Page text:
Forget about Tokyo Disneyland for the moment. Some have said the entire country of Japan is a theme park, and I can see their point. Everywhere one goes there are scenic train rides, boat rides, tour buses, ropeways, pedestrian bridges, cutesy mascots, and machines that vend most anything. There is an observation tower about two kilometers from my house in the middle of nowhere. It has nice little park, I admit, but the view from the tower is of flat farmland, the Pacific Ocean, and in the distance on a good day, Mr. Tsukuba, which rises to the majestic altitude of 2,877 feet (yawn).
Popular temples and shrines have a wide variety of merchandise to sell you, and on festival days, the paths to the shrines are lined with booths selling everything from toy balloons to fried squid (I'm talking one kilometer of booths lining the city street and shrine path to the gate). The police mascot (a bird in a blue uniform) and local soccer team mascot may be on hand as well to pose with you for a photo. Every place one visits seems to be ranked so as to impress: the longest footbridge in Japan, the third highest ropeway in this or that prefecture, one of the three most famous shrines in the Kanto area, and so on. The geographical area is always adjusted so that the object viewed always falls somewhere in the top three.
I'm not complaining, it is a lot of fun. It could make one wonder how Disneyland ever made it over here, until you remember how well commercial "branding" works in Japan (think women spening their paycheck on a second hand designer label bag). In that department, Disney characters rock. Seems like half the cars I see on the road being driven by a female are shared by a plethora of Winnie the Pooh or Mickey and Minnie Mouse plush toys - in the back window, hanging from a suction cup from the side window, on the dash, and who knows where else out of view. ("Guy" cars have Antlers soccer team stickers).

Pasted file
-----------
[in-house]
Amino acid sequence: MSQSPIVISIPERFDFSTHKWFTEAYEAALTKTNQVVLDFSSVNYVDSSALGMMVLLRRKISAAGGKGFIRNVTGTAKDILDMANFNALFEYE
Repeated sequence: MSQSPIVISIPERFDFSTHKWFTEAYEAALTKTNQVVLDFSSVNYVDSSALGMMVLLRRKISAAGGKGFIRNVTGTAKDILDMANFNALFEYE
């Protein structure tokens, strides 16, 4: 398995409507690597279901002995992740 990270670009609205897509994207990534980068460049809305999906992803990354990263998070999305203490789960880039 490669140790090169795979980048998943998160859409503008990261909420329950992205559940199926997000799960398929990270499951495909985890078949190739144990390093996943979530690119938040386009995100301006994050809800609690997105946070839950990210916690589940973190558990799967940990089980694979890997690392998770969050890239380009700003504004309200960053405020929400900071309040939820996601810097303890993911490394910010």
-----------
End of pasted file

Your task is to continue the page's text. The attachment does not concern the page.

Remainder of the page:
Well, perhaps I should tread more carefully here. K's car has a back seat full of plush Snoopy dolls in various outfits (peacenik, sailor, surfer Joe, etc), Cookie Monster is stuck on the right rear side window, Dumbo's Timothy mouse in a band uniform on the back shelf and a large Panda (representing yours truly of course) amidst all the Snoopy's. Oh, I forgot the clip-on Koala on the passenger handhold, which I hit my head on while getting into and out of the car. I am vaguely reminded of a Manila taxi or perhaps a Pakistani bus every time we go anywhere.
I have recently been convinced that Japan is in fact a very large theme park. The final evidence that tipped the scales for me occurred just the other day as I walked Momo the Wonder Dog on the street behind our house. On the other side of that street is an empty lot where they have been dumping vegetation and soil from time to time for the last year or so, filling the edge of a deep ravine. As we walked up the street, a dump truck pulled up to the lot with a fresh load of dirt. I looked up to make sure that we were not about to be road kill, and was surprised to see a young woman driving the truck - not because I am a chauvinist and don't think women can do anything men can do, and better (an oblique reference to the musical "Annie Get Your Gun", inserted for you music buffs). Rather it was because Japan is a rather chauvinistic country, especially in the work place. Anyway, what happened next convinced me. As the driver shifted into reverse and started to back up, her truck did not sound a warning horn. It did not making clanging noises, nor play a recorded warning message. What it did do, was to play a familiar Disney tune: "Its A Small World".
Now if you are like me, just the mention of that song will cause you to hear it in your head and it will take a you week to shake the annoying little ditty. Sorry for that . "It's a world of laughter a world of tears, la la la la la......"
What a country!